Aiming for Equity

The human race is impacted by infant mortality in a way that has brought people of all backgrounds together. In this spirit, many dedicated and concerned citizens came together to aim for equity at the 2016 Infant Mortality Summit held at the Huntington Convention Center of Cleveland on December 5 & 6.

In Ohio, 1005 infants died before their first birthday in 2015, in comparison to 955 in 2014. Ohio’s infant mortality rate is higher than most states and the nation as a whole. Black infants in Ohio continue to die at nearly three times the rate of white infants. Professionals, community leaders, family members and advocates for women and children, gathered at the 2016 Infant Mortality Summit because they want to do something about it. History has shown that when the community gathers together on one accord, they can pave the way for gradual change. The faith of leaders, such as Dr. Martin Luther King, Jr., is still leaving a mark on the hearts and minds of all people. With the dream still not fully realized, there is still work to do.

All races and socioeconomic groups experience infant death; however, African American babies are dying at a rate much higher than other racial groups even when considering education and socioeconomic status differences. Despite the victories of the civil rights movement in the 1960’s, racial discrimination and oppression has not abated. Modern civil rights movements are still needed to address the daunting inequities that plague the lives of children and families in Cleveland and around the country. A Collective Impact framework is being used to tackle complex social issues like infant mortality.

The success of the MomsFirst Project was displayed via poster in the main hall during the Summit. Women who participate in the MomsFirst program experience better birth outcomes that their counterparts who don't.

The success of the MomsFirst Project was displayed via poster in the main hall during the Summit. Women who participate in the MomsFirst program experience better birth outcomes that their counterparts who don't.

In the fight against infant mortality partnerships are being formed to build healthier neighborhoods and stronger communities where children can grow up safe- without being at risk for health disparities and social injustices. The Cleveland/Cuyahoga Partnership to Improve Birth Outcomes is one partnership that uses community collaboration to address these issues.

The Summit was a place where organizations and individuals alike could highlight their progress and receive encouragement for the road ahead. MomsFirst participant, Rayleenah Saleem, who recently told her breastfeeding success story served as a panelist for the session titled, “Breast for Success is an Intervention that Works: Engaging High-Risk Inner-City Mothers and Fathers/Partners in Breastfeeding Education”, along with MomsFirst Case Manager, Eira Yates. Breast for Success is a culturally competent breastfeeding education program that seeks to address the barriers that many women experience regarding breastfeeding. Breast for Success also has a parallel father-friendly version dedicated to engagement of fathers and partners. Fatherhood matters and many men are also taking a stand to collaborate with organizations that make families stronger.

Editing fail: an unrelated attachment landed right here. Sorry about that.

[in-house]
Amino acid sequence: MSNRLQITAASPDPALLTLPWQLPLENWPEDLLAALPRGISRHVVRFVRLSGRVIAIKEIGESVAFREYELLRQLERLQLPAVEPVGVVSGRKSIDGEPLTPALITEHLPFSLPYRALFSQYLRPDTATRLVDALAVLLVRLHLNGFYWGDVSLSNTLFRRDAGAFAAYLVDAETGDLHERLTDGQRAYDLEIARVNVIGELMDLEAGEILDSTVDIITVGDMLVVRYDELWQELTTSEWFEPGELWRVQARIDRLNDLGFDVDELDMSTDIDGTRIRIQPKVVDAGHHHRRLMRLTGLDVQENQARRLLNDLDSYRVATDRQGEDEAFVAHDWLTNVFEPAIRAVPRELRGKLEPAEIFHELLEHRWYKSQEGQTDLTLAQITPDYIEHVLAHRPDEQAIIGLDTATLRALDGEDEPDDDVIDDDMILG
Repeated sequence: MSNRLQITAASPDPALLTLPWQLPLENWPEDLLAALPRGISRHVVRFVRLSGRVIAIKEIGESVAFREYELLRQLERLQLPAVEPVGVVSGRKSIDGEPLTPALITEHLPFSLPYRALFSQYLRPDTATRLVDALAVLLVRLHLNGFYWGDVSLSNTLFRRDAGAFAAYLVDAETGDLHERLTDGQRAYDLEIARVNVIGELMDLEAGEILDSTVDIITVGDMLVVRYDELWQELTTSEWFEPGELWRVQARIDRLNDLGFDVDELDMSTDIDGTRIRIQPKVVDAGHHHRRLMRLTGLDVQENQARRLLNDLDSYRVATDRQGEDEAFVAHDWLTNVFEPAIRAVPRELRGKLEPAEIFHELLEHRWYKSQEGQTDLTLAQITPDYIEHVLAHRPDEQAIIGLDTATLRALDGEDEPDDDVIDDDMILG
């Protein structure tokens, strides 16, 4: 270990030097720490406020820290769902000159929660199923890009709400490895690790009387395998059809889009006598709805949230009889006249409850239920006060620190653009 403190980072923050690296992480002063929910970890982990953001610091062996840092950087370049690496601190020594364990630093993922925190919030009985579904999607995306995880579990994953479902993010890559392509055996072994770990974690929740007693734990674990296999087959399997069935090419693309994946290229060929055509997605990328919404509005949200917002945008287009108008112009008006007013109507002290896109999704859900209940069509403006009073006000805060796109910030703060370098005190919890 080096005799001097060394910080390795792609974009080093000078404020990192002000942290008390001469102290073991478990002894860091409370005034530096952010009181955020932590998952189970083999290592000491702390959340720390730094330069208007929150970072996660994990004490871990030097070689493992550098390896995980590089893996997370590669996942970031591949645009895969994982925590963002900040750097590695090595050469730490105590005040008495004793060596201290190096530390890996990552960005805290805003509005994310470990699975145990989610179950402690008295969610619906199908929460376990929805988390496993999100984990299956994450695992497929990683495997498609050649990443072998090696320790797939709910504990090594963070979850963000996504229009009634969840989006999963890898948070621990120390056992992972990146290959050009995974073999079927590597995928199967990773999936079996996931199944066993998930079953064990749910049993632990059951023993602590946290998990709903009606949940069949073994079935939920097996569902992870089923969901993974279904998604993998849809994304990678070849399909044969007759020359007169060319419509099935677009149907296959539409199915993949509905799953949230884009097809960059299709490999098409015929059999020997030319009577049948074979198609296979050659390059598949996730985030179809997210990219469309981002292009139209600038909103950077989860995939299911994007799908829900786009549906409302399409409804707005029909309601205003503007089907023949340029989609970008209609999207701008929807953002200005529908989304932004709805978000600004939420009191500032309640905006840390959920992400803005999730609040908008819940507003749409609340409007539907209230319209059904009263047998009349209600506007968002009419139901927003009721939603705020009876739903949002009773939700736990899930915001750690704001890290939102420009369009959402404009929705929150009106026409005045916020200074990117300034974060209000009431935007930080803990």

The Cleveland Regional Perinatal Network, a partner of MomsFirst also presented a poster featuring their successes with connecting women to behavioral health services.

The Cleveland Regional Perinatal Network, a partner of MomsFirst also presented a poster featuring their successes with connecting women to behavioral health services.

The evidence of community collaboration was strong at Ohio’s Infant Mortality Summit as numerous organizations united under the leadership of the Ohio Department of Health and the Ohio Collaborative to Prevent Infant Mortality chaired by Lisa Holloway of the March of Dimes Ohio Chapter and Dr. Arthur R. James of The Ohio State University.

Every family deserves to experience the freedom of equity. How each person defines equity may vary, but we can start by making sure our children live long enough to decide.

To learn more about how to get involved to make an impact right here in Cleveland, visit http://momsfirst.org/for-advocates/.

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Never doubt that a small group of thoughtful, committed citizens can change the world; indeed, it is the only thing that ever has.
— Margaret Mead